FDA Biosimilar Guidance for Industry
On Dec. 28, 2016, pharmaceutical manufacturers received U.S. Food and Drug Administration (FDA) guidance on developing clinical pharmacology programs to support biosimilar development and approval.1,2 The document is meant to assist manufacturers in proving they have created a new drug that can be used in the same way as its reference product. Drug industry stakeholders have been paying close attention to FDA guidance on biosimilars to enhance their ability to get FDA approval for alternatives to existing biologics.
This finalizes the draft guidance issued by the FDA in May 2014.
Medicare Will Cover Infliximab-dyyb
The biosimilar infliximab-dyyb (Inflectra) was FDA approved on April 5, 2016.3 As of Jan. 1, 2017, the Centers for Medicare and Medicaid Services (CMS) will begin paying for infliximab-dyyb for Medicare enrollees.4 According to the manufacturer, Pfizer, payment will be as a Medicare Part B-covered drug at 15% less than the wholesale acquisition cost of the original formulation of infliximab (Remicade), the reference product. The wholesale acquisition cost does not include discounts to providers, payers and other groups involved in purchasing.
Pfizer has developed the enCompass program, which is a comprehensive reimbursement service and patient support program. It offers coding and reimbursement assistance for providers, co-pay assistance for eligible patients with commercial insurance that covers infliximab-dyyb and financial assistance for eligible uninsured and underinsured patients.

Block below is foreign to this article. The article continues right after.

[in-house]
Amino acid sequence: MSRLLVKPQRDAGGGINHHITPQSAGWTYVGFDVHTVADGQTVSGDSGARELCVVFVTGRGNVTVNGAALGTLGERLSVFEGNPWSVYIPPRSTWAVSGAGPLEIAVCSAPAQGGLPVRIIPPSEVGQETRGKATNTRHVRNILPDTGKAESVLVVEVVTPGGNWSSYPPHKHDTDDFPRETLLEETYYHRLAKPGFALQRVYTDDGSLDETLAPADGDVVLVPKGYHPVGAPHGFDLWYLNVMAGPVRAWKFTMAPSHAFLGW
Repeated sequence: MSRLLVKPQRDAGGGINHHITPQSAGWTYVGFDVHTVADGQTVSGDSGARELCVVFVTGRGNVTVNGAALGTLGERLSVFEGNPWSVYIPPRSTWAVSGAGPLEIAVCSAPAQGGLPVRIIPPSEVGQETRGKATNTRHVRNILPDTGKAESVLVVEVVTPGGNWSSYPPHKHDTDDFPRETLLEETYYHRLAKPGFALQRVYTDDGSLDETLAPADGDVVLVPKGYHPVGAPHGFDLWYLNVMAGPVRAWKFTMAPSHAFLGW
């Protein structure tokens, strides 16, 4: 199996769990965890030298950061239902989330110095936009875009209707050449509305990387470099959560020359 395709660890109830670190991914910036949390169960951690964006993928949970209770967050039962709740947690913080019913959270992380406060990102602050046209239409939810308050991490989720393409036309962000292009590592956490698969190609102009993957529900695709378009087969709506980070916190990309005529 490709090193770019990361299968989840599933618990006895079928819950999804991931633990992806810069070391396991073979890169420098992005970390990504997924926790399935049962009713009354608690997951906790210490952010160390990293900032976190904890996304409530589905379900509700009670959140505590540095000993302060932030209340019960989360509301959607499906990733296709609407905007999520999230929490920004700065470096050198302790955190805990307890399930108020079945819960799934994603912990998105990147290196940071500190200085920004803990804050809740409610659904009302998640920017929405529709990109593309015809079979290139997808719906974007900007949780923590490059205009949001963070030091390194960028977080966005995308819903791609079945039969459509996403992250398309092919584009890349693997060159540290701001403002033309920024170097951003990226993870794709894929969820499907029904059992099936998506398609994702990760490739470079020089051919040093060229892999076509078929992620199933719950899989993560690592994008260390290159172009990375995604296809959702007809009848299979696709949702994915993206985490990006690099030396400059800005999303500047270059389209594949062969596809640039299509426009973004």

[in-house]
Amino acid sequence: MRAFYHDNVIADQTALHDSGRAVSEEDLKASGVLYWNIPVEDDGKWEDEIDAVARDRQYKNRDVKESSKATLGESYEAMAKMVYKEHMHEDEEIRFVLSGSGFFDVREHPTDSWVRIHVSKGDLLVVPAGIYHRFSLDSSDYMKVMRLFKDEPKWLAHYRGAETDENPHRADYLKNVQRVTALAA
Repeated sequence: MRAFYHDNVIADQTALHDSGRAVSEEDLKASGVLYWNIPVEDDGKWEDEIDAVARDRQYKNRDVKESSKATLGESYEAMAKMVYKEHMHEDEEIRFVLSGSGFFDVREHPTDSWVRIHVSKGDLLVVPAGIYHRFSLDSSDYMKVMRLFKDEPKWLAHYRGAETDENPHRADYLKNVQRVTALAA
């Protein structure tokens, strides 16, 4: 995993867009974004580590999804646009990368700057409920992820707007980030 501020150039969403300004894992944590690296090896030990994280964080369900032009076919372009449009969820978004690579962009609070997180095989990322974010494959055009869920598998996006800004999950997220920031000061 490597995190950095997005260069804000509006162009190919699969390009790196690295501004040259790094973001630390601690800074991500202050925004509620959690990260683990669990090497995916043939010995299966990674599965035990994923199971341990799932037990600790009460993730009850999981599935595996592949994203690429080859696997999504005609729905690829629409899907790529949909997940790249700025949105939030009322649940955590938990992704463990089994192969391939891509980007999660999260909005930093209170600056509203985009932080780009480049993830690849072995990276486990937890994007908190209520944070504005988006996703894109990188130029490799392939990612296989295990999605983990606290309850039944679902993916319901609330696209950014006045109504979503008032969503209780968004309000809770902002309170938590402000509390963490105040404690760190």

Janssen Submits Golimumab for New Uses
Two Supplemental Biologics License Applications (sBLAs) have been submitted to the FDA for golimumab (Simponi Aria), a fully human anti-tumor necrosis factor (TNF)-alpha therapy currently approved as a 30-minute intravenous (IV) infusion for treating adult patients with moderate to severe active rheumatoid arthritis (RA) with methotrexate.5 The manufacturer, Janssen Biotech, is trying to obtain approval for golimumab to treat adults with active psoriatic arthritis (PsA) and active ankylosing spondylitis (AS).
Data from two different Phase 3 studies, GO-ALIVE (in adults with active AS) and GO-VIBRANT (in adults with active PsA), were used for the sBLA submission. In both studies, the safety and efficacy of golimumab were demonstrated at a dosage of 2 mg/kg IV infusions given every eight weeks, after two starter doses at Weeks 0 and 4.
Data from the GO-ALIVE study were presented at the 2016 ACR/ARHP Annual Meeting in Washington, D.C.6 GO-VIBRANT study results will be presented at a future scientific conference.
Michele B. Kaufman, PharmD, BCGP, is a freelance medical writer based in New York City and a pharmacist at New York Presbyterian Lower Manhattan Hospital.